I have paraphrased (perhaps inaccurately) some of the arguments made. Will have to wait for the book to appropriately and fairly respond to the arguments. Recommend Wilf review it for SWJ though.

    Quote Originally Posted by Amazon Page
    The Clausewitz Delusion: How the American Army Screwed Up the Wars in Iraq and Afghanistan (A Way Forward) (Hardcover)
    by Stephen L. Melton
    http://www.amazon.com/Clausewitz-Del.../dp/0760337136
    Product Description

    In the aftermath of defeat in Vietnam, the American military cast about for answers--and, bizarrely, settled upon a view of warfare promulgated by a Prussian general in the 1830s, Carl von Clausewitz. This doctrine was utterly inappropriate to the wars the U.S. faced in Iraq and Afghanistan. It led the U.S. Army to abandon its time-honored methods of offensive war--which had guided America to success from the early Indian campaigns all the way through the Second World War--in favor of a military philosophy derived from the dynastic campaigns of Napoleon and Frederick the Great. It should come as no surprise, then, that the military's conceptualization of modern offensive war, as well as its execution, has failed in every real-life test of our day.

    This book reveals the failings of the U.S. Army in its adoption of a postmodern “Full Spectrum Operations" doctrine, which codifies Clauswitzian thinking. Such an approach, the author contends, leaves the military without the doctrine, training base, or force structure necessary to win offensive wars in our time. Instead, the author suggests, the army should adopt a new doctrinal framework based on an analysis of the historical record and previously successful American methods of war. A clear and persuasive critique of current operative ideas about warfare, The Clausewitz Delusion lays out a new explanation of victory in war, based on an analysis of wartime casualties and post-conflict governance. It is a book of critical importance to policymakers, statesmen, and military strategists at every level.
    "A Sherman can give you a very nice... edge."- Oddball, Kelly's Heroes
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  8. #248
    Council Member Klugzilla's Avatar
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    Default Misinterpreting the Trinity

    It sounds like he is making the typical misinterpretation of the trinity. The trinity is composed of three principal tendencies or forces: hostility, chance, and purpose. These are universal to war and human nature. The "secondary" trinity (military, governement, and people) is often mistaken for what Uncle Carl was actually talking about and may not be applicable to all situations today. Tell him to go back to the pond.

  9. #249
    Council Member tequila's Avatar
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    That's an interesting one. The Soviets killed roughly 5-6% of the total population of Afghanistan and drove another 20% into exile in Iran and Pakistan. I'm having a bit of trouble remembering if they were successful, anyone?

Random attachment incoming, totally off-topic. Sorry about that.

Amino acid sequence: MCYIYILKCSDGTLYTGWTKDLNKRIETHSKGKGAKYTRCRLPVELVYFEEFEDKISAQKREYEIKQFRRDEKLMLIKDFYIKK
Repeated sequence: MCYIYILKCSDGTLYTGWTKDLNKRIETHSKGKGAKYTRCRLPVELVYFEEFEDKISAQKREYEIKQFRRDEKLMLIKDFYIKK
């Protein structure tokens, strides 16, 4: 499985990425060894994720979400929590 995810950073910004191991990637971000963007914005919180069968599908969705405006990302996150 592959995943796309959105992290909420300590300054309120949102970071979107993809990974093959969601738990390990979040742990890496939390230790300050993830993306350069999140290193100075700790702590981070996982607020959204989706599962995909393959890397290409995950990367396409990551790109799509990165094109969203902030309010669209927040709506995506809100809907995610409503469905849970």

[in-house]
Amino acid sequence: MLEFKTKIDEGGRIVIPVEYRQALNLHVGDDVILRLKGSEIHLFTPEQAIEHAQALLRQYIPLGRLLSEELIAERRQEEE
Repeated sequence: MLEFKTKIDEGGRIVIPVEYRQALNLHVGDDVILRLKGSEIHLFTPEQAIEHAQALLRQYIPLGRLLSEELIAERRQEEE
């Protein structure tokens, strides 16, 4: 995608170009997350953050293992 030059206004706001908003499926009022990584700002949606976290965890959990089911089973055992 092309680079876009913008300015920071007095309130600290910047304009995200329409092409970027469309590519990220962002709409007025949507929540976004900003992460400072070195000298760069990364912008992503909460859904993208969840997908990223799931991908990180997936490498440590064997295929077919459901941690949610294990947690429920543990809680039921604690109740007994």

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    Quote Originally Posted by Cavguy View Post
    The instructor told me point blank he didn't like being lectured at by a student, so I have shut up on it.
    Given his background and yours (in terms of level of responsibility), does it feel like you're being scolded by a four-year-old? Just curious, because I've always wondered how I would react in a situation like that. Thankfully, it hasn't happened yet.

  11. #251
    Council Member Tom Odom's Avatar
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    He advocates a US way of war based on the style most articulated by Sherman, total war and mass destruction to crush the willingness of the targeted society to resist. He figures this historically as 5-18% of the relevant population as KIA. The reason populations should suffer is to humiliate the warrior class and show that they are impotent to protect their society.

    Provocative, to say the least. I got into quite a debate with him in class over some of it, and the moral implications therof. The instructor told me point blank he didn't like being lectured at by a student, so I have shut up on it.
    Neil

    I just wonder whether he has ever had the opportunity to see even 5% destruction of a population.

    I have seen 10% and could see using the Sherman mantra were we taking on N Korea. But as his book relates to Iraq and Afghanistan, I would point out that the side that did kill 10% of the population, lost the war.

    Tom
    Last edited by Tom Odom; 10-12-2009 at 05:39 AM.

  12. #252
    Council Member Ken White's Avatar
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    Default That tells me all I need to know